Last week, I got to help board members from three different organizations find their words. One of the biggest hiccups they faced was using jargon and/or acronyms. On the receiving end, these both sound like blah, blah, blah.
Staff bandy about some blah, blah, blah with the best of them. Don’t get me wrong. But since board members don’t talk about the organization as often as staff, they don’t have as many opportunities to shake the habit.
If your board members are struggling to de-jargonify their personal pitches, teach them this trick: as soon as they hear themselves use jargon or an acronym, have them pause and say, “Here’s what I mean by that…”
This allows them to keep some words and terms that are comfy to them (which is often important in order for them to let their passion shine through!) while making it understandable to those not as familiar with your mission and work.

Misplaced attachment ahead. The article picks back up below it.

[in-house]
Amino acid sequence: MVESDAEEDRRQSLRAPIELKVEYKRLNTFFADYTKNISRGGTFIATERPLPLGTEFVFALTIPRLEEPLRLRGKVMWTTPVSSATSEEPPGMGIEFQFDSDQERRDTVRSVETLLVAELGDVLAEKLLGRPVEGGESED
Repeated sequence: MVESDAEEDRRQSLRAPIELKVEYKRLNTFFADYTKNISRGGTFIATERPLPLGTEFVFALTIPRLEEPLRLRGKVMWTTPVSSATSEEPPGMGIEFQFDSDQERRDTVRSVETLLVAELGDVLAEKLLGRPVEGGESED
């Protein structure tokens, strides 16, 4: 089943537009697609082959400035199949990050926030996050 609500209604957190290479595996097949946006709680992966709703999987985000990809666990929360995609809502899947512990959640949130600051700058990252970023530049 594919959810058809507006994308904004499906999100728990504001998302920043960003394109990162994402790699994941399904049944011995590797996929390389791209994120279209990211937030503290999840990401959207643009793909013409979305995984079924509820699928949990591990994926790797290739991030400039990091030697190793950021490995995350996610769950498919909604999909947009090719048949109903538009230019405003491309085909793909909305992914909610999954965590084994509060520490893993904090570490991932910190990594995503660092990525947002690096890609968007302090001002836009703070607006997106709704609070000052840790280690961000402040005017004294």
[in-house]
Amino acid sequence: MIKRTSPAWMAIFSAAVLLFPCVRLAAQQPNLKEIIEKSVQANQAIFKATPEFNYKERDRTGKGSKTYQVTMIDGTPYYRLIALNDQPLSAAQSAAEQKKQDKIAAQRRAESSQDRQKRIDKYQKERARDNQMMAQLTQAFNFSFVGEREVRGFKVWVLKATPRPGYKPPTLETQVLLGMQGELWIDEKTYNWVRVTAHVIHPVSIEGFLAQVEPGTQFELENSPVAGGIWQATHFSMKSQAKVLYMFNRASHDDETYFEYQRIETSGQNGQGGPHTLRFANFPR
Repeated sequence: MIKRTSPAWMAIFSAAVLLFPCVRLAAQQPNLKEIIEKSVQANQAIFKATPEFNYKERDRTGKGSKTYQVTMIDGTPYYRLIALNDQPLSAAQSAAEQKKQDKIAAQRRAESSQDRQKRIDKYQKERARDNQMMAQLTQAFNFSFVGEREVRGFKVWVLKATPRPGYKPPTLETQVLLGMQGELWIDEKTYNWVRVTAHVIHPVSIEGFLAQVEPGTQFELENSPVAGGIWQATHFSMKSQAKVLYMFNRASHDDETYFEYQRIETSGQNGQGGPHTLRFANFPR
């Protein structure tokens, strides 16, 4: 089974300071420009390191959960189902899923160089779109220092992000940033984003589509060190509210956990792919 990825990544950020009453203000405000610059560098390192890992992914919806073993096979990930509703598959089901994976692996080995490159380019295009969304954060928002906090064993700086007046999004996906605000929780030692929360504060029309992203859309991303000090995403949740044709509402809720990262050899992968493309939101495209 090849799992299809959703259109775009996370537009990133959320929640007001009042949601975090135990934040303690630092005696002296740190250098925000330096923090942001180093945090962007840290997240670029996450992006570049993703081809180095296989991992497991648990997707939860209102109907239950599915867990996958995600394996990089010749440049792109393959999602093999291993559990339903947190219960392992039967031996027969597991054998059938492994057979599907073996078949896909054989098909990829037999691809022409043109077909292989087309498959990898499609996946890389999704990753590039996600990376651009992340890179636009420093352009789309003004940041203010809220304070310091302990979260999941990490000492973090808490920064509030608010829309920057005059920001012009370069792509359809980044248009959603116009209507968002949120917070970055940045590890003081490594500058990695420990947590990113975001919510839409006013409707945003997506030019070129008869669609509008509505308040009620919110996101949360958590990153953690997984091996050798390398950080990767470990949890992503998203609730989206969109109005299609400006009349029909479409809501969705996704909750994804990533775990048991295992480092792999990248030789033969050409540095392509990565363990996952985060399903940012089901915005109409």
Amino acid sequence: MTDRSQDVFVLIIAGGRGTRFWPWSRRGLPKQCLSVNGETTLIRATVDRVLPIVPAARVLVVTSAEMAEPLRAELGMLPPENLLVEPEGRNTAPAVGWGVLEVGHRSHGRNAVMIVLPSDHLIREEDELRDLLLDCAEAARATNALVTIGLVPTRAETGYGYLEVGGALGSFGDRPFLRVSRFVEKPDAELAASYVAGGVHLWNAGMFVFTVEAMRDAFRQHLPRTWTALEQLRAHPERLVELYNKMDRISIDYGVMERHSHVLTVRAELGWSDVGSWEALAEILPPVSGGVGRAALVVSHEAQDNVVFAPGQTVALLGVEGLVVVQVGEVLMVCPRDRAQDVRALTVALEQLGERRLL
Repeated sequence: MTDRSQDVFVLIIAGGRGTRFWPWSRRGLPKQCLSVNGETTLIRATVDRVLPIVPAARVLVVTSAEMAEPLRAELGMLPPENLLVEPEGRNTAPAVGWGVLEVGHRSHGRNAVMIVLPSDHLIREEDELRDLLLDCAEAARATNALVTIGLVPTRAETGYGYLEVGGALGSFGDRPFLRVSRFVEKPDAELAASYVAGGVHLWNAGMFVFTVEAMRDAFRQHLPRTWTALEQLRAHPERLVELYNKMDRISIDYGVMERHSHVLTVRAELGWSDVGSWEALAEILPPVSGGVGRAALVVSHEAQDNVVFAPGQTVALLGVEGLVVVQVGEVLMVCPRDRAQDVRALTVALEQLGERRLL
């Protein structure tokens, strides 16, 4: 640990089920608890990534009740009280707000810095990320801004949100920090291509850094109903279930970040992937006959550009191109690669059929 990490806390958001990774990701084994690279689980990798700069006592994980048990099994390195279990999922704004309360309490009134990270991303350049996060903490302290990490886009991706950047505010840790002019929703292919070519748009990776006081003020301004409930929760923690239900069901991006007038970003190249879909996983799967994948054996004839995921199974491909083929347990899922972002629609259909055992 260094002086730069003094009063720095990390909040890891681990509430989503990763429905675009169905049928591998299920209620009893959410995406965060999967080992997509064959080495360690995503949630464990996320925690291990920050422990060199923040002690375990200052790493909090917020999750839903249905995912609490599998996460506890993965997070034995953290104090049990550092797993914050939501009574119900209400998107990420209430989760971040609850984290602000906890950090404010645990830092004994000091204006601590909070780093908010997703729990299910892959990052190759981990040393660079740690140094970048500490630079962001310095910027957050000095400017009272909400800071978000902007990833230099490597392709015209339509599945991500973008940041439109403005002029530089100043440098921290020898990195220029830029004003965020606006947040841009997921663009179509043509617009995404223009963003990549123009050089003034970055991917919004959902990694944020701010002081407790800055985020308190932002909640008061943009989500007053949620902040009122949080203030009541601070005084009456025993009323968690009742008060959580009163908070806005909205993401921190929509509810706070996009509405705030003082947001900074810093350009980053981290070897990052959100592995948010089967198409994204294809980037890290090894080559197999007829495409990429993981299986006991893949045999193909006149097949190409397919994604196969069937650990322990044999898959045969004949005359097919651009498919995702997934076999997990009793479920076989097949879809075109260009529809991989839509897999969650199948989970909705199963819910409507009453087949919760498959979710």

Any other tips and tricks to help board members get over messaging hiccups?
Quick background: To celebrate their first 20 years of certification, Microsoft Learning decided they’d rather create a year-long campaign to create better careers and better lives for aspiring IT pros around the world than blow out 20 candles on a big ol’ cake. For the campaign, there are 20 different ways for established IT pros to pay it forward. The ways will be revealed throughout the year. Three are currently active.
Now for the handy tip: Here are the first three Calls to Action (CTAs). Note that each one follows the same pattern: Feature. Benefit.
The advantage of this approach is that you can inform and inspire. You can inform them of the action you want them to take while inspiring them by showing the difference their action will make.
No single approach works in every instance, but if your audience responds well to the inform/inspire approach, give this one a whirl.
Bonus: Saw this ad while out and about earlier this week. (I was stopped when I took the picture, for the record. ) Washington State Lottery used it on their current bus campaign: “When you play, students win.” Same approach: Feature, benefit. (The picture is lousy but you get the point!)